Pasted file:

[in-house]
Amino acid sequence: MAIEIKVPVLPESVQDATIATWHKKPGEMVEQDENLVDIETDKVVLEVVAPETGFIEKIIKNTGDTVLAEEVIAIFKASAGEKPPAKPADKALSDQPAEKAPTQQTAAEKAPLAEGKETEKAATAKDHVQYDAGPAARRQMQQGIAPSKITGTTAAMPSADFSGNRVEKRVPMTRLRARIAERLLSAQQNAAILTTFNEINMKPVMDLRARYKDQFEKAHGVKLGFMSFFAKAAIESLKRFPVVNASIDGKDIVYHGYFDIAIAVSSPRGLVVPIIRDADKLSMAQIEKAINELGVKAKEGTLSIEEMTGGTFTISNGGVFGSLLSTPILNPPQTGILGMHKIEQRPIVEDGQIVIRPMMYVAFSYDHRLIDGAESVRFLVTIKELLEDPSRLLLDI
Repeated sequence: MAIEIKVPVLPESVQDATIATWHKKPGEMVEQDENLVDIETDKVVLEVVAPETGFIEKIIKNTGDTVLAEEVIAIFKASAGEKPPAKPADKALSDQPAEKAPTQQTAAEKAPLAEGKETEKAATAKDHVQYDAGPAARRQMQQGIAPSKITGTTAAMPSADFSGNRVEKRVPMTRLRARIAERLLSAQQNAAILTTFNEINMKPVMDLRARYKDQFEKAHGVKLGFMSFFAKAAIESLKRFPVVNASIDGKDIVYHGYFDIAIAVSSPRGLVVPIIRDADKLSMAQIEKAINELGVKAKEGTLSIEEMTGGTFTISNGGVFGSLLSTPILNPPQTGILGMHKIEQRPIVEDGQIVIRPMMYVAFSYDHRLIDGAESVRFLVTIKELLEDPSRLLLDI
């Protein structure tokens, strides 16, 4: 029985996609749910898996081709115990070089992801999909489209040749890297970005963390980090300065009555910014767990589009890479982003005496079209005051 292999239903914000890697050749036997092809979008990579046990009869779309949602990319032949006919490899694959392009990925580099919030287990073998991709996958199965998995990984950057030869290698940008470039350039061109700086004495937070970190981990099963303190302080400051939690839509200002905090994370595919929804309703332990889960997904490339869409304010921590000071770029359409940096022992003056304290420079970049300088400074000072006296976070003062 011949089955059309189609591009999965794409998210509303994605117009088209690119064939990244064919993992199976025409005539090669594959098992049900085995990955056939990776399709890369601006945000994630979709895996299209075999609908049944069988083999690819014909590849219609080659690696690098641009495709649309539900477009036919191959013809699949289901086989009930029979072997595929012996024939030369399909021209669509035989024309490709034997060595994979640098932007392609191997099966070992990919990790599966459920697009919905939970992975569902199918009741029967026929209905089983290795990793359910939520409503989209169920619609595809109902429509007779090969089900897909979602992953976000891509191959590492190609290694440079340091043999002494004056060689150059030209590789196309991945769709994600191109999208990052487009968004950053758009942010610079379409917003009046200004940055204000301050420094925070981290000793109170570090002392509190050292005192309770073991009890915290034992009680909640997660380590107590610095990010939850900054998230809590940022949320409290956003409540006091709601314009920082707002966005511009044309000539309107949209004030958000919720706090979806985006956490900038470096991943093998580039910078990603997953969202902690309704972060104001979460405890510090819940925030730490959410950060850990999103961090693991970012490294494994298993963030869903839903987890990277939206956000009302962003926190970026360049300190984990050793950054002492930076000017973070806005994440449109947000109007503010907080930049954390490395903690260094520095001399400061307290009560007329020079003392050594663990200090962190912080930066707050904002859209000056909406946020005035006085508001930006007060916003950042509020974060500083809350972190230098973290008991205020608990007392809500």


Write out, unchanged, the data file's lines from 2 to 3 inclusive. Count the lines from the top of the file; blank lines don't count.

Amino acid sequence: MAIEIKVPVLPESVQDATIATWHKKPGEMVEQDENLVDIETDKVVLEVVAPETGFIEKIIKNTGDTVLAEEVIAIFKASAGEKPPAKPADKALSDQPAEKAPTQQTAAEKAPLAEGKETEKAATAKDHVQYDAGPAARRQMQQGIAPSKITGTTAAMPSADFSGNRVEKRVPMTRLRARIAERLLSAQQNAAILTTFNEINMKPVMDLRARYKDQFEKAHGVKLGFMSFFAKAAIESLKRFPVVNASIDGKDIVYHGYFDIAIAVSSPRGLVVPIIRDADKLSMAQIEKAINELGVKAKEGTLSIEEMTGGTFTISNGGVFGSLLSTPILNPPQTGILGMHKIEQRPIVEDGQIVIRPMMYVAFSYDHRLIDGAESVRFLVTIKELLEDPSRLLLDI
Repeated sequence: MAIEIKVPVLPESVQDATIATWHKKPGEMVEQDENLVDIETDKVVLEVVAPETGFIEKIIKNTGDTVLAEEVIAIFKASAGEKPPAKPADKALSDQPAEKAPTQQTAAEKAPLAEGKETEKAATAKDHVQYDAGPAARRQMQQGIAPSKITGTTAAMPSADFSGNRVEKRVPMTRLRARIAERLLSAQQNAAILTTFNEINMKPVMDLRARYKDQFEKAHGVKLGFMSFFAKAAIESLKRFPVVNASIDGKDIVYHGYFDIAIAVSSPRGLVVPIIRDADKLSMAQIEKAINELGVKAKEGTLSIEEMTGGTFTISNGGVFGSLLSTPILNPPQTGILGMHKIEQRPIVEDGQIVIRPMMYVAFSYDHRLIDGAESVRFLVTIKELLEDPSRLLLDI